This is unsurprising as "free market" capitalism cannot benefit all equally, for if the share of social wealth falling to the working class increased (i.e. it "especially" benefited them), it would mean that the ruling class would be worse off (and vice versa). Hence the claim that all would benefit is obviously false if we recognise and reject the sleight-of-hand of looking at the absolute figures so loved by the apologists of capitalism. And as the evidence indicates, movements towards a purer capitalism have resulted in "free" exchanges benefiting those with (economic) power more than those without, rather than benefiting all equally. This result is surprising, of course, only to those who prefer to look at the image of "free exchange" within capitalism rather than at its content.
In short, to claim that all would benefit from a free market ignores the fact that capitalism is a profit-driven system and that for profits to exist, workers cannot receive the full fruits of their labour. As the individualist anarchist Lysander Spooner noted over 100 years ago, "almost all fortunes are made out of the capital and labour of other men than those who realise them. Indeed, large fortunes could rarely be made at all by one individual, except by his sponging capital and labour from others." [quoted by Martin J. James, Men Against the State, p. 173f]
So it can be said that laissez-faire capitalism will benefit all, especially the poor, only in the sense that all can potentially benefit as an economy increases in size. If we look at actually existing capitalism, we can start to draw some conclusions about whether laissez-faire capitalism will actually benefit working people. The United States has a small public sector by international standards and in many ways it is the closest large industrial nation to laissez-faire capitalism. It is also interesting to note that it is also number one, or close to it, in the following areas [Richard Du Boff, Accumulation and Power, pp. 183-4]:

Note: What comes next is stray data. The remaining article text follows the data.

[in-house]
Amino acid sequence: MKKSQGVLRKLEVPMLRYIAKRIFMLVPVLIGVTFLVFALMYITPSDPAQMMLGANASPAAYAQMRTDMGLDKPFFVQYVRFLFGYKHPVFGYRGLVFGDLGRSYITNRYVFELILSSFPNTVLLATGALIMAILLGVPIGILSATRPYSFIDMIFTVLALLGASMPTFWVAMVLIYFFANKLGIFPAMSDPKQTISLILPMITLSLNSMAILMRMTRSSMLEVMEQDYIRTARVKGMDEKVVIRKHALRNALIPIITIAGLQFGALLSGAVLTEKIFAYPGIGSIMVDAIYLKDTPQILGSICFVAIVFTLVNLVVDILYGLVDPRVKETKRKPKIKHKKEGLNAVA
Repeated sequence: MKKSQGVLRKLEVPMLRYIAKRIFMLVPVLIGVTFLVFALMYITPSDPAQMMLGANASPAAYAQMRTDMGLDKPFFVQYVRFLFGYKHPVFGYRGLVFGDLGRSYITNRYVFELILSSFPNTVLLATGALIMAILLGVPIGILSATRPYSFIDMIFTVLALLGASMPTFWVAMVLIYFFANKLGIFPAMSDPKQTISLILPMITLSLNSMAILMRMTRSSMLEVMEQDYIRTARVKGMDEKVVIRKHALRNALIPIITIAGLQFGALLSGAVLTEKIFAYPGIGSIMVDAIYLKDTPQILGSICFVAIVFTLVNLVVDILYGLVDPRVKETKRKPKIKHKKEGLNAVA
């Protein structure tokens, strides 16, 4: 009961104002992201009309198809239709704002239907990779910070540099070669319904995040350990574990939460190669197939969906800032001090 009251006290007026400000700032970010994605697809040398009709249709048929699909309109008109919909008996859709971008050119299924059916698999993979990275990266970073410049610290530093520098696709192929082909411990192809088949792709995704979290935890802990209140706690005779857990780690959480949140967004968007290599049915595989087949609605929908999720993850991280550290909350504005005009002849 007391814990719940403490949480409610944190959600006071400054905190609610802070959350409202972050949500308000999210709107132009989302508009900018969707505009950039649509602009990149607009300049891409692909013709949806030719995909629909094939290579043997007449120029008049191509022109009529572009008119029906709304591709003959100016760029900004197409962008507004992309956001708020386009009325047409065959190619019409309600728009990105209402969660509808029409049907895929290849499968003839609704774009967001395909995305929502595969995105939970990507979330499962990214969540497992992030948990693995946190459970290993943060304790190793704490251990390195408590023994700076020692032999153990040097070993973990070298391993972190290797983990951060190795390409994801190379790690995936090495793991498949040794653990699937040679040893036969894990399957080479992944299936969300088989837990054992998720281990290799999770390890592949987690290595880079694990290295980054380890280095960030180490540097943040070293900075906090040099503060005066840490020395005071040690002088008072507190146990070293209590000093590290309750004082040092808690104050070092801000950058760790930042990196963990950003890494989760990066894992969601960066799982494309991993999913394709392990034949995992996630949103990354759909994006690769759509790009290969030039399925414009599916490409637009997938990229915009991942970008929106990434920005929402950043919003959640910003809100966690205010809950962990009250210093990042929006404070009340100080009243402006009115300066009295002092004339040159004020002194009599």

lowest level of job security for workers, with greatest chance of being dismissed without notice or reason.
greatest chance for a worker to become unemployed without adequate unemployment and medical insurance.
less leisure time for workers, such as holiday time.
one of the most lopsided income distribution profiles.
lowest ratio of female to male earnings, in 1987 64% of the male wage.
highest incidence of poverty in the industrial world.
among the worse rankings of all advanced industrial nations for pollutant emissions into the air.
highest murder rates.
worse ranking for life expectancy and infant morality.
It seems strange that the more laissez-faire system has the worse job security, least leisure time, highest poverty and inequality if laissez-faire will especially benefit the poor. Of course, defenders of laissez-faire capitalism will point out that the United States is far from being laissez-faire, but it seems strange that the further an economy moves from that condition the better conditions get for those who, it is claimed, will especially benefit from it.
Even if we look at economic growth (the rationale for claims that laissez faire will benefit the poor), we find that by the 1960s the rate of growth of per capita product since the 19th century was not significantly higher than in France and Germany, only slightly higher than in Britain and significantly lower than in Sweden and Japan (and do not forget that France, Germany, Japan and Britain suffered serve damage in two world wars, unlike America). So the "superior productivity and income levels in the United States have been accompanied by a mediocre performance in the rise of those levels over time. The implication is no longer puzzling: if US per capita incomes did not grow particularly fast but Americans on average enjoy living standards equal to or above those of citizens of other developed nations, then the American starting point must have been higher 100 to 150 years ago. We now know that before the Civil War per capita incomes in the United States were high by contemporary standards, surpassed through the 1870s only by the British. . . To a great extent this initial advantage was a gift of nature." [Op. Cit., p. 176]